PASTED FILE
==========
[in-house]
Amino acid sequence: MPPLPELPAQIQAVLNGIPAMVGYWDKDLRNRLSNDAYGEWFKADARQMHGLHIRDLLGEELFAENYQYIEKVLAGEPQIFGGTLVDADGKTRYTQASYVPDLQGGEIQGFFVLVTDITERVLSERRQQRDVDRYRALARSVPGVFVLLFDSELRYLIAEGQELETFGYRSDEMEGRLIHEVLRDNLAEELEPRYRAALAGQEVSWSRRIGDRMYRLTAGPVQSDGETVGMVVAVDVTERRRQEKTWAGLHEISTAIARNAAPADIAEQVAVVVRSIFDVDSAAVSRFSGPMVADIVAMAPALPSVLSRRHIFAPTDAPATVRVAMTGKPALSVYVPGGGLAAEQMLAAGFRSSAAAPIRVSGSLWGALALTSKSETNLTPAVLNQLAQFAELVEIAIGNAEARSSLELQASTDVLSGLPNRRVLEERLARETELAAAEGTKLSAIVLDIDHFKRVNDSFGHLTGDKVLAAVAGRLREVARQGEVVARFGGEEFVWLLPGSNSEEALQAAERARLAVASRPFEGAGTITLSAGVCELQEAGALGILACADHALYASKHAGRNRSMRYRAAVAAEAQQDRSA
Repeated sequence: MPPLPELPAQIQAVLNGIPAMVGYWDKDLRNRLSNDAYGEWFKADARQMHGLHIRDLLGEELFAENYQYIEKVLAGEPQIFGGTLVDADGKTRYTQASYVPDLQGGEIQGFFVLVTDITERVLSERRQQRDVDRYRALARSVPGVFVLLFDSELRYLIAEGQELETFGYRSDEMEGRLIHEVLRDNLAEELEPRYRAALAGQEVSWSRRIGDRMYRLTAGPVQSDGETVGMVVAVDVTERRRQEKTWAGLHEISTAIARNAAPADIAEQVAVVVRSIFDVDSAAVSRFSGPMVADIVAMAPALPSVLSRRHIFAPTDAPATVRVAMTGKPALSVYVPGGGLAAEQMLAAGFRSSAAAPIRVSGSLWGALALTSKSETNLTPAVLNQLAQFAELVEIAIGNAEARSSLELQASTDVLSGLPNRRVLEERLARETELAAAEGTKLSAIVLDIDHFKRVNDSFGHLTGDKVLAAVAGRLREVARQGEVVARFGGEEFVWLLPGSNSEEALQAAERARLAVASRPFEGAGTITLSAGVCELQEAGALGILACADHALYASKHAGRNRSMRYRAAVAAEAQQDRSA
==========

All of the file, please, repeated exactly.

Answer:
[in-house]
Amino acid sequence: MPPLPELPAQIQAVLNGIPAMVGYWDKDLRNRLSNDAYGEWFKADARQMHGLHIRDLLGEELFAENYQYIEKVLAGEPQIFGGTLVDADGKTRYTQASYVPDLQGGEIQGFFVLVTDITERVLSERRQQRDVDRYRALARSVPGVFVLLFDSELRYLIAEGQELETFGYRSDEMEGRLIHEVLRDNLAEELEPRYRAALAGQEVSWSRRIGDRMYRLTAGPVQSDGETVGMVVAVDVTERRRQEKTWAGLHEISTAIARNAAPADIAEQVAVVVRSIFDVDSAAVSRFSGPMVADIVAMAPALPSVLSRRHIFAPTDAPATVRVAMTGKPALSVYVPGGGLAAEQMLAAGFRSSAAAPIRVSGSLWGALALTSKSETNLTPAVLNQLAQFAELVEIAIGNAEARSSLELQASTDVLSGLPNRRVLEERLARETELAAAEGTKLSAIVLDIDHFKRVNDSFGHLTGDKVLAAVAGRLREVARQGEVVARFGGEEFVWLLPGSNSEEALQAAERARLAVASRPFEGAGTITLSAGVCELQEAGALGILACADHALYASKHAGRNRSMRYRAAVAAEAQQDRSA
Repeated sequence: MPPLPELPAQIQAVLNGIPAMVGYWDKDLRNRLSNDAYGEWFKADARQMHGLHIRDLLGEELFAENYQYIEKVLAGEPQIFGGTLVDADGKTRYTQASYVPDLQGGEIQGFFVLVTDITERVLSERRQQRDVDRYRALARSVPGVFVLLFDSELRYLIAEGQELETFGYRSDEMEGRLIHEVLRDNLAEELEPRYRAALAGQEVSWSRRIGDRMYRLTAGPVQSDGETVGMVVAVDVTERRRQEKTWAGLHEISTAIARNAAPADIAEQVAVVVRSIFDVDSAAVSRFSGPMVADIVAMAPALPSVLSRRHIFAPTDAPATVRVAMTGKPALSVYVPGGGLAAEQMLAAGFRSSAAAPIRVSGSLWGALALTSKSETNLTPAVLNQLAQFAELVEIAIGNAEARSSLELQASTDVLSGLPNRRVLEERLARETELAAAEGTKLSAIVLDIDHFKRVNDSFGHLTGDKVLAAVAGRLREVARQGEVVARFGGEEFVWLLPGSNSEEALQAAERARLAVASRPFEGAGTITLSAGVCELQEAGALGILACADHALYASKHAGRNRSMRYRAAVAAEAQQDRSA